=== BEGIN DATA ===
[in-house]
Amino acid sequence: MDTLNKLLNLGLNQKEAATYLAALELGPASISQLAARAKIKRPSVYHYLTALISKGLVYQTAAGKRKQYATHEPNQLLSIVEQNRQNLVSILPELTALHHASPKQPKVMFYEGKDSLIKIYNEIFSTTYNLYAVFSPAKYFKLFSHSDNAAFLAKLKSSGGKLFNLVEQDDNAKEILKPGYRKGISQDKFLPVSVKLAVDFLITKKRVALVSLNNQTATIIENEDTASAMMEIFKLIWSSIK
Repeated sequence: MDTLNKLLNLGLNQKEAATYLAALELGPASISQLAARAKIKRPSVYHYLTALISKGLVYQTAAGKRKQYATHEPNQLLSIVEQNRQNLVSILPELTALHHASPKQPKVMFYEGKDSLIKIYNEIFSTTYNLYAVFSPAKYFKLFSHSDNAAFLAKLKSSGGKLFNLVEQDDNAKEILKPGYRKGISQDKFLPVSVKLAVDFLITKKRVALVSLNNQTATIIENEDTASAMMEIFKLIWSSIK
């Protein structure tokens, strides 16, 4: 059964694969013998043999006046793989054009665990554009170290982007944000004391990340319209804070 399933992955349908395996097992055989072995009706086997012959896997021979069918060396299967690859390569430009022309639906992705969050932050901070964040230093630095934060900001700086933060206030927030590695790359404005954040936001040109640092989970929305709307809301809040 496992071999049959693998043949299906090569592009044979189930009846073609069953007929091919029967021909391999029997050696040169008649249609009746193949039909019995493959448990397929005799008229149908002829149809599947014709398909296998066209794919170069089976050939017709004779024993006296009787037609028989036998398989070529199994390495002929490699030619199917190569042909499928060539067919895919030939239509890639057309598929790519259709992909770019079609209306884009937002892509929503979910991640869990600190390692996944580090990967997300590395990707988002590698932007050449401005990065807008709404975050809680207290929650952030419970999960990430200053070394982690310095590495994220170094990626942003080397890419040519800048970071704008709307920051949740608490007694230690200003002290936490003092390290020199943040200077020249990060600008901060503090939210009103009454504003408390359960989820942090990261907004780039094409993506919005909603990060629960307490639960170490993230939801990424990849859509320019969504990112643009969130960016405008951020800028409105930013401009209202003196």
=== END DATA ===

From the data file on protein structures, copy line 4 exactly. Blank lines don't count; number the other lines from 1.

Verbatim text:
């Protein structure tokens, strides 16, 4: 059964694969013998043999006046793989054009665990554009170290982007944000004391990340319209804070 399933992955349908395996097992055989072995009706086997012959896997021979069918060396299967690859390569430009022309639906992705969050932050901070964040230093630095934060900001700086933060206030927030590695790359404005954040936001040109640092989970929305709307809301809040 496992071999049959693998043949299906090569592009044979189930009846073609069953007929091919029967021909391999029997050696040169008649249609009746193949039909019995493959448990397929005799008229149908002829149809599947014709398909296998066209794919170069089976050939017709004779024993006296009787037609028989036998398989070529199994390495002929490699030619199917190569042909499928060539067919895919030939239509890639057309598929790519259709992909770019079609209306884009937002892509929503979910991640869990600190390692996944580090990967997300590395990707988002590698932007050449401005990065807008709404975050809680207290929650952030419970999960990430200053070394982690310095590495994220170094990626942003080397890419040519800048970071704008709307920051949740608490007694230690200003002290936490003092390290020199943040200077020249990060600008901060503090939210009103009454504003408390359960989820942090990261907004780039094409993506919005909603990060629960307490639960170490993230939801990424990849859509320019969504990112643009969130960016405008951020800028409105930013401009209202003196």